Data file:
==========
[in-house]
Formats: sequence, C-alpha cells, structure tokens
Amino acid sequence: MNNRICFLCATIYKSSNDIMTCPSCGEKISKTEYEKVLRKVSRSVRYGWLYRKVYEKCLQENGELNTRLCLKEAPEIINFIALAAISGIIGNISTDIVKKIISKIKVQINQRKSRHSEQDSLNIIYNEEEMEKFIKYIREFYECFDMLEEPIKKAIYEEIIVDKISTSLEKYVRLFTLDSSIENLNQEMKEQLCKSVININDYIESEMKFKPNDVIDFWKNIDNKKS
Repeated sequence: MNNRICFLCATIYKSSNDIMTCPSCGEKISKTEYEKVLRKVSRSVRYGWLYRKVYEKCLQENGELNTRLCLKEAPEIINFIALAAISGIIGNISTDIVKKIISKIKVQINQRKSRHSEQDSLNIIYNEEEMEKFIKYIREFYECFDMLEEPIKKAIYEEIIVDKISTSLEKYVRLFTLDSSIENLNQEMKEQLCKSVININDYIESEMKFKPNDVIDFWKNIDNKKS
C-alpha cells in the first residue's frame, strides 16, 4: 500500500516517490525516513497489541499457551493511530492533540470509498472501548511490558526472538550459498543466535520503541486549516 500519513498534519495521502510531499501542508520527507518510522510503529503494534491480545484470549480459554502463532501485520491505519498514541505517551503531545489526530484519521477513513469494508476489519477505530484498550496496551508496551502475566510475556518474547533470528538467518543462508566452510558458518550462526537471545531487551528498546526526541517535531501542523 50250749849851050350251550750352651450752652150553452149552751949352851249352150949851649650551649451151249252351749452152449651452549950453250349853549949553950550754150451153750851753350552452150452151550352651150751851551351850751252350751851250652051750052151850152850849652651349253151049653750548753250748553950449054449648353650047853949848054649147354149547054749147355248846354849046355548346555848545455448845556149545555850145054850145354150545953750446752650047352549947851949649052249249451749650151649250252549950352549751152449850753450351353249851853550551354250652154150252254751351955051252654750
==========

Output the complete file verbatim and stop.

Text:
[in-house]
Formats: sequence, C-alpha cells, structure tokens
Amino acid sequence: MNNRICFLCATIYKSSNDIMTCPSCGEKISKTEYEKVLRKVSRSVRYGWLYRKVYEKCLQENGELNTRLCLKEAPEIINFIALAAISGIIGNISTDIVKKIISKIKVQINQRKSRHSEQDSLNIIYNEEEMEKFIKYIREFYECFDMLEEPIKKAIYEEIIVDKISTSLEKYVRLFTLDSSIENLNQEMKEQLCKSVININDYIESEMKFKPNDVIDFWKNIDNKKS
Repeated sequence: MNNRICFLCATIYKSSNDIMTCPSCGEKISKTEYEKVLRKVSRSVRYGWLYRKVYEKCLQENGELNTRLCLKEAPEIINFIALAAISGIIGNISTDIVKKIISKIKVQINQRKSRHSEQDSLNIIYNEEEMEKFIKYIREFYECFDMLEEPIKKAIYEEIIVDKISTSLEKYVRLFTLDSSIENLNQEMKEQLCKSVININDYIESEMKFKPNDVIDFWKNIDNKKS
C-alpha cells in the first residue's frame, strides 16, 4: 500500500516517490525516513497489541499457551493511530492533540470509498472501548511490558526472538550459498543466535520503541486549516 500519513498534519495521502510531499501542508520527507518510522510503529503494534491480545484470549480459554502463532501485520491505519498514541505517551503531545489526530484519521477513513469494508476489519477505530484498550496496551508496551502475566510475556518474547533470528538467518543462508566452510558458518550462526537471545531487551528498546526526541517535531501542523 50250749849851050350251550750352651450752652150553452149552751949352851249352150949851649650551649451151249252351749452152449651452549950453250349853549949553950550754150451153750851753350552452150452151550352651150751851551351850751252350751851250652051750052151850152850849652651349253151049653750548753250748553950449054449648353650047853949848054649147354149547054749147355248846354849046355548346555848545455448845556149545555850145054850145354150545953750446752650047352549947851949649052249249451749650151649250252549950352549751152449850753450351353249851853550551354250652154150252254751351955051252654750